Burgess said that generally when an insurance company determines your condition is “mild,” it will have little effect on your application approval. “Medium” risk usually comes with a higher price tag, while “severe” mental illness is more likely to lead to a complete denial.
“The industry seems to have a much clearer and more measured understanding of chronic physical ailments,” Burgess told The Mighty. “Unfortunately, mental illness conditions are treated much differently in the industry. Where one insurer may have no concerns about mild depression, another may consider it to be very undesirable and punish the applicant in the form of higher premiums.”
Two mental health conditions that life insurance companies consider the highest risk include depression and post-traumatic stress disorder (PTSD). Companies especially look for suicide risk, including past hospitalizations that indicate an attempt and your prescription medication history. If life insurance underwriters discover mental health red flags on your record, Burgess said insurance companies will often search your prescription medication history, but they may not actually look at your medical records.
Insurance companies seem to connect depression with suicide risk, but often do not have a good grasp of PTSD risk, and may air on the side of caution when deciding about issuing an insurance policy. “Unfortunately with PTSD many insurers are uncertain about exactly what this is, how it’s diagnosed and how to categorize it when considering an applicant for a policy,” Burgess said.
Depending on the type of policy you apply for, any of these mental health risk factors may impact your chance of approval. Hays, for example, applied for coverage through her partner’s employer’s group policy. According to what a Securian Financial representative told Hays, a group life insurance policy doesn’t allow the insurance company flexibility to charge higher premiums or add conditional waivers or clauses on a case-by-case basis, the primary way insurance companies mitigate risk. Purchasing an individual life insurance plan independently might have resulted in a different outcome.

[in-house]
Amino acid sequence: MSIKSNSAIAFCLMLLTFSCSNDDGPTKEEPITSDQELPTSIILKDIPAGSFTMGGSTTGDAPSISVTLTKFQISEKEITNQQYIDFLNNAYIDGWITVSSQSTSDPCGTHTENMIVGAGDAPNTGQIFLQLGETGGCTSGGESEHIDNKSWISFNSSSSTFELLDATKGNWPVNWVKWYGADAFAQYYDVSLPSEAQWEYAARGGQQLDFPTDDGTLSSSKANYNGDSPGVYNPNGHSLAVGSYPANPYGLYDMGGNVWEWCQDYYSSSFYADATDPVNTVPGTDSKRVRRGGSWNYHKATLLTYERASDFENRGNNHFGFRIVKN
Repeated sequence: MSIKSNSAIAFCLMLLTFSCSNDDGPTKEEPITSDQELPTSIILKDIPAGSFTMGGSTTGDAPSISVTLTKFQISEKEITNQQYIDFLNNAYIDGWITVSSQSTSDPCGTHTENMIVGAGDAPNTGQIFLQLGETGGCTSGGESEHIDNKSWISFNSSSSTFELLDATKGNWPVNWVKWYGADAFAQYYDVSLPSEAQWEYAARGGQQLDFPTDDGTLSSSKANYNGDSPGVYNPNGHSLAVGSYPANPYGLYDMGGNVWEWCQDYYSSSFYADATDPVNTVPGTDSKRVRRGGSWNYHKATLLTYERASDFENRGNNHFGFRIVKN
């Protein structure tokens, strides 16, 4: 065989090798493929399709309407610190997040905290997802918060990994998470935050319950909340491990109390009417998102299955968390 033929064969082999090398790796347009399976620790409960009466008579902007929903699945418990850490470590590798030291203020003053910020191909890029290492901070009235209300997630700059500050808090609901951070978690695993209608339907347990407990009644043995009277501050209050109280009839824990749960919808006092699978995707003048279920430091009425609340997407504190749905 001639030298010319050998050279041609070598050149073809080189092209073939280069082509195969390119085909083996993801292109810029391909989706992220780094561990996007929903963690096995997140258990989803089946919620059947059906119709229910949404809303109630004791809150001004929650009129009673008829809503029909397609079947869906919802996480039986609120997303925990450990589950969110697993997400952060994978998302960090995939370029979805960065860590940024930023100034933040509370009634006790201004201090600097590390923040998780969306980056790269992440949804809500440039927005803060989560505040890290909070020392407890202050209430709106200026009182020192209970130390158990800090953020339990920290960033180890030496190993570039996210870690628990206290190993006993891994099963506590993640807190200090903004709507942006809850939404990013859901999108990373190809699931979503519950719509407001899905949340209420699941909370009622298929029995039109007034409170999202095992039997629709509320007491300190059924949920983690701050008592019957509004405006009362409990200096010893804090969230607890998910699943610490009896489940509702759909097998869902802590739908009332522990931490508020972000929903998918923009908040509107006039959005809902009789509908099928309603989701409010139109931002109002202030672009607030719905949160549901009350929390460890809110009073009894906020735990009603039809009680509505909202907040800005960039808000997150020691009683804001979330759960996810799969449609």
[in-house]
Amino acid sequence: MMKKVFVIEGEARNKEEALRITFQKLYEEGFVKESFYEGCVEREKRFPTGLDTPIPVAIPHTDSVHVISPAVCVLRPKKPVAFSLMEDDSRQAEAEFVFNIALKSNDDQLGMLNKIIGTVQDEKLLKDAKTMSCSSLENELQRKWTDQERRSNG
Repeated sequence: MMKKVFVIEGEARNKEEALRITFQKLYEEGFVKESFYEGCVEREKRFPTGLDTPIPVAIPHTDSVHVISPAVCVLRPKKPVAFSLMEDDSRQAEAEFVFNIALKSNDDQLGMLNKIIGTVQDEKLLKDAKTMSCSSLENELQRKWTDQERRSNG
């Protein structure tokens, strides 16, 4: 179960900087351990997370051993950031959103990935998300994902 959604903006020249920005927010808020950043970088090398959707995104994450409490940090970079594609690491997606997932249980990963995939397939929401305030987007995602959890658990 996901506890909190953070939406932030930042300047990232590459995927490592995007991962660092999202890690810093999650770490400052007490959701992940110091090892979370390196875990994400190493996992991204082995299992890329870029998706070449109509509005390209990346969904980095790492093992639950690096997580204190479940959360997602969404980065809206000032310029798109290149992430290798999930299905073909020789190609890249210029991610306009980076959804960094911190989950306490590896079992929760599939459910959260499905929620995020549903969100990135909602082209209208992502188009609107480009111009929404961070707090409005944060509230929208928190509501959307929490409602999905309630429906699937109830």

Since Hays’ post garnered significant attention on social media, she said several life insurance companies, including Securian Financial, reached out to her. Only then did the company go above and beyond to reevaluate her case. Likely not everyone denied life insurance based on their mental health history will receive such follow-up from a life insurance company to consider an application in-depth.
If you’re considering purchasing life insurance for you or your family and you’re worried about mental health-related denials, Burgess had a few suggestions. First, he said to meet a life insurance agent face-to-face when you’re ready to buy. Agents know the insurance landscape and will be able to help you find a policy that works for you and your history. Plus, it doesn’t cost anything extra to meet an insurance agent in-person.
Burgess also recommended if you’re asked to explain or provide additional information about your health history during the application process (or at any time), always do so in writing. A life insurance company can’t as easily challenge information you have provided about your history in writing as opposed to verbally over the phone. And never sign your life insurance application until you’ve double-checked your answers are correct.
“Most people are under-insured,” Burgess added. “If the only reason someone doesn’t have life insurance to provide for their family is because they ‘think’ they’ll be denied, they should get with an agent and get started applying. Mental health conditions are insurable.”
Hays said she hopes speaking out about her experience with Securian Financial and its initial denial of her life insurance application will raise awareness about mental health stigma and the many ways it can still impact our lives. She also wants young people especially to realize adults live (and thrive) with mental health conditions — that they’re not alone.
“I started thinking about the rise in suicides for young adults and realized that maybe one problem is that these poor babies think they are fucked up in the head,” Hays said. “They don’t know that it’s normal to feel the way they do. Because adults don’t talk about it. These kids don’t know that we are here! We are their lifelines.”
Header image via Melissa Hays